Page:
Beef, Keema

The Versatility of Mince…

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Minced meat always makes it into my shopping basket a couple of times a month. If it is lamb, it could end up as tasty Kofta served in flatbreads or a rich Moussaka. If it is chicken, it would usually be made into spicy burgers served in pitta breads with oodles of salad and lashings of yoghurt. If it was turkey – okay, that never ends up in my shopping basket as I don’t like the stuff minced!

Beef mince is the most common purchase as it can be moulded into all shapes and sizes. It is cooked and spiced according to recipes of different far-flung places. It could be juicy homemade burgers or comforting Shepard’s Pie. It could be rich lasagna or a rather spicy chilli with oodles of beans.

This week was different. Mince may be versatile but I groaned – loudly – when I saw it. I had no interest in cooking any of the favourites, let alone eating them. I needed to think of an alternative. Aha! I thought! I’ll cook Keema.

Never having cooking it before, I searched through a number of recipes and cooking styles. Garnering bits and pieces, I set about preparing my own version. Did it work? It worked wonderfully! Although I cooked rice, I didn’t eat it as I found the Keema too filling. Instead, I ate it with a small naan bread. The Teen ate it just as it was.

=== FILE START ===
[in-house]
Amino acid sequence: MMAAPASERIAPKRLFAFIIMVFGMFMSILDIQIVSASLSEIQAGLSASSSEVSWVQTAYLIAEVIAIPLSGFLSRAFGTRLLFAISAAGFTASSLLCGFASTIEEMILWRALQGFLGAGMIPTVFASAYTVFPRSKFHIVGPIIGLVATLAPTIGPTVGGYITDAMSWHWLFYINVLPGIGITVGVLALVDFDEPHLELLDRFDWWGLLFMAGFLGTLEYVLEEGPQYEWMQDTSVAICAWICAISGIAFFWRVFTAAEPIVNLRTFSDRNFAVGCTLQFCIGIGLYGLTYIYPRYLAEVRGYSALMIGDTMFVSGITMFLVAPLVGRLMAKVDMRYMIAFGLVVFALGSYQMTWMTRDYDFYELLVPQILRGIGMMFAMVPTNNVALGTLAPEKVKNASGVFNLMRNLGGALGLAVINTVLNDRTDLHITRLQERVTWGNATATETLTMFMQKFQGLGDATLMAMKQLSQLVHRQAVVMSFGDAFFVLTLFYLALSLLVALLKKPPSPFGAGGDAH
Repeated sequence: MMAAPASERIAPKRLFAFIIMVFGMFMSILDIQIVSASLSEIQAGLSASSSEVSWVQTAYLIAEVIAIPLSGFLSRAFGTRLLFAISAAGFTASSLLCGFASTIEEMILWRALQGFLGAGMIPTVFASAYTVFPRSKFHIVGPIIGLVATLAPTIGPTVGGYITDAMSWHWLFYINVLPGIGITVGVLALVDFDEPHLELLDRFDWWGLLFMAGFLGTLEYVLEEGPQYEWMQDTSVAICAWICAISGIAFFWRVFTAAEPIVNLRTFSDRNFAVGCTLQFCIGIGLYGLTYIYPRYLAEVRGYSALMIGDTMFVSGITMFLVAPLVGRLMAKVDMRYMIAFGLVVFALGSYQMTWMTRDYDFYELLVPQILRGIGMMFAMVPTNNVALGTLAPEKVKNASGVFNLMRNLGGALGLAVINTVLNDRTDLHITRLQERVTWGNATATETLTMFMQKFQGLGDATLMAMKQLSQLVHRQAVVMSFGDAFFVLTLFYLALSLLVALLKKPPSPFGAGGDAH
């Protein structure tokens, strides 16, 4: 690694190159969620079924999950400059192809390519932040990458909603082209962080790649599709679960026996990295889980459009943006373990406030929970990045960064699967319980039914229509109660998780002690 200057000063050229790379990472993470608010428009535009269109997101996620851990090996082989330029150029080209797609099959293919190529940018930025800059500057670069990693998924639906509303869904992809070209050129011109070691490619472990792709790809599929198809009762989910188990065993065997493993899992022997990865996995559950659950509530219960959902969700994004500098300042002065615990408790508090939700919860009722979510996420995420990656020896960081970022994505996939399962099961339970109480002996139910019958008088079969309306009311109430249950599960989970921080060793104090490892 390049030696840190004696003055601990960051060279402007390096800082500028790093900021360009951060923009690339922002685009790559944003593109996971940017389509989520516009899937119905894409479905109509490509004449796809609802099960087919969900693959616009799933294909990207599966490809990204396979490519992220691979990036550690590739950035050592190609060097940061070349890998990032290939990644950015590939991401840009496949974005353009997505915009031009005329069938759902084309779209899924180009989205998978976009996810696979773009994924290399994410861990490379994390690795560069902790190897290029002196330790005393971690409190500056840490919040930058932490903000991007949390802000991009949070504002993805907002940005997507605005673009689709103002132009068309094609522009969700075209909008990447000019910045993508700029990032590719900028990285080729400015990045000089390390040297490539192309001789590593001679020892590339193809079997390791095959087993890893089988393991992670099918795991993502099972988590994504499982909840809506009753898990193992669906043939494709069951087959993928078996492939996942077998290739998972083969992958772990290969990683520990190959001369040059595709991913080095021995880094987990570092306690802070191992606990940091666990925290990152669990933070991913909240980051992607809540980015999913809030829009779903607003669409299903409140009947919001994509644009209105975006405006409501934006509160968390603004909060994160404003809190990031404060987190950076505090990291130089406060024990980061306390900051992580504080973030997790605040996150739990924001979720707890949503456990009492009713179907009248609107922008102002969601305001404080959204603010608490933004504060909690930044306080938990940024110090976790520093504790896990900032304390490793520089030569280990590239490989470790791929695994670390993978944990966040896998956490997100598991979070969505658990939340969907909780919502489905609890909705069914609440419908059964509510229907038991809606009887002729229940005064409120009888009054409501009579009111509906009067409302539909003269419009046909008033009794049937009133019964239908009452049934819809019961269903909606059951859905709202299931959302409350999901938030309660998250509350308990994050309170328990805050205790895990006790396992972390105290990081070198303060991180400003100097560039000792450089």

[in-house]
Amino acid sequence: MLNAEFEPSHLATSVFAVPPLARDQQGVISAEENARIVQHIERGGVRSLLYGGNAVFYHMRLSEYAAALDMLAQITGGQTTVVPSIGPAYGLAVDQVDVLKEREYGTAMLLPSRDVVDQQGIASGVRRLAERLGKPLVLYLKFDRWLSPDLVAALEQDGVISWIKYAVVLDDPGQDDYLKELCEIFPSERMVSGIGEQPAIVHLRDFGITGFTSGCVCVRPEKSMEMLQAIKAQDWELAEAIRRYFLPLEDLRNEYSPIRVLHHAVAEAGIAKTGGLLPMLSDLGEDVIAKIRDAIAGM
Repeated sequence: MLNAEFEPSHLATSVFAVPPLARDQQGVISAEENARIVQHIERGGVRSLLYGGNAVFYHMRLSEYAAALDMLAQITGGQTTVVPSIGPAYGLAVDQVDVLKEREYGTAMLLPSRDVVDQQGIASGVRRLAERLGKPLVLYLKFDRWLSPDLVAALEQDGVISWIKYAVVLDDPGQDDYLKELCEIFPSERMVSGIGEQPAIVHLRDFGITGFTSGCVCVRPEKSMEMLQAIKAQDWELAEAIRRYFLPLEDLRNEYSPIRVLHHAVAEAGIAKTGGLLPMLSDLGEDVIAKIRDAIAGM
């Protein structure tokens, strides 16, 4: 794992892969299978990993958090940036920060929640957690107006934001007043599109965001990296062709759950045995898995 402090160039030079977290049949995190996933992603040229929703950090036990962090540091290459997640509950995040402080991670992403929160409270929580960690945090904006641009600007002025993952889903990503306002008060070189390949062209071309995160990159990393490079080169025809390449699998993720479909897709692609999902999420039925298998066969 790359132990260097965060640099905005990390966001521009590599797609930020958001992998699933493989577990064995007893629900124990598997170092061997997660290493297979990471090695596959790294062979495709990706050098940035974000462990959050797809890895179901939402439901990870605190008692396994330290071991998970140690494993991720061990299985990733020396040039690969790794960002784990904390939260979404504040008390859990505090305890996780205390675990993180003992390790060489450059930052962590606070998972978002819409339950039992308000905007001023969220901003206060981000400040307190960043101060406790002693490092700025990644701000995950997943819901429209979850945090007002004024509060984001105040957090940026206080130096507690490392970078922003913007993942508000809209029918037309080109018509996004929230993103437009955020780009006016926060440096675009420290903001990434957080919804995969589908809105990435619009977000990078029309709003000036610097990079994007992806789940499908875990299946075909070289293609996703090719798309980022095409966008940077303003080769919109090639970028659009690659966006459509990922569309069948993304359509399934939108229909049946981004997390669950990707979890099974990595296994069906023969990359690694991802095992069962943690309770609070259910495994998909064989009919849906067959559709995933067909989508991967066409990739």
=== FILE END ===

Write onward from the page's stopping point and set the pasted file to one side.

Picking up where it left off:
Traditional Keema contains peas but I left them out. Don’t get me wrong – I love them but not when they have been slow-cooked and turn that icky grey-green colour! They taste fine – it is simply a question of the look of the little spheres!

Instead of opting for a stove top method, I slow-cooked the Keema in the oven. I wanted it to have a richness of flavour which cooking in a pot rarely achieves to the same depth.


Minced Beef Keema
(serves 4-6)

1 large onion chopped roughly
3-4 cloves garlic chopped roughly
1 fresh chilli chopped roughly
1 piece of ginger (about 1.5 inches long) peeled and chopped into small pieces
1 1/2 lbs minced beef
1lb potatoes peeled and cut into large, bite size cubes
1-2 cinnamon sticks (according to taste)
1 teaspoon cumin seeds crushed
1 teaspoon coriander seeds crushed
1 teaspoon turmeric
1/2 teaspoon garam masala
1 tin chopped tomatoes
1 tablespoon tomato puree
1/2 pint good quality beef stock
2 tablespoons sunflower oil
Salt and pepper to season
1/2 teaspoon cayenne pepper (optional – if prefer more of a kick)

1. Pre-heat the oven to 180C
2. Blitz the onion, chilli, ginger and garlic in a food blender to make a paste
3. Heat the oil in a heavy (cast iron) casserole dish
4. Fry the onion paste for 2 minutes and then add the mince, mixing it in with the paste and cooking for about 5 minutes
5. Add in all the spices and cook for a further 2 minutes
6. Add the potatoes, tomatoes, tomato puree, half of the beef stock, salt and pepper
7. Cover and place in the oven
8. Cook at 180C for about 10 minutes and then reduce to 160C, cooking for a further 40 minutes
9. If the mix is too thick, add the remainder of the stock at about the 30 minute point of cooking. Some cayenne pepper may also be added at this  point if you prefer the dish to have more spice
10. When cooked, remove from oven and let stand for about 5 minutes
11. Remove cinnamon stick and give the mixture a gentle stir so as not to break up the potatoes
12. Serve on a plate with rice or in a bowl – on its own or with a warm naan bread.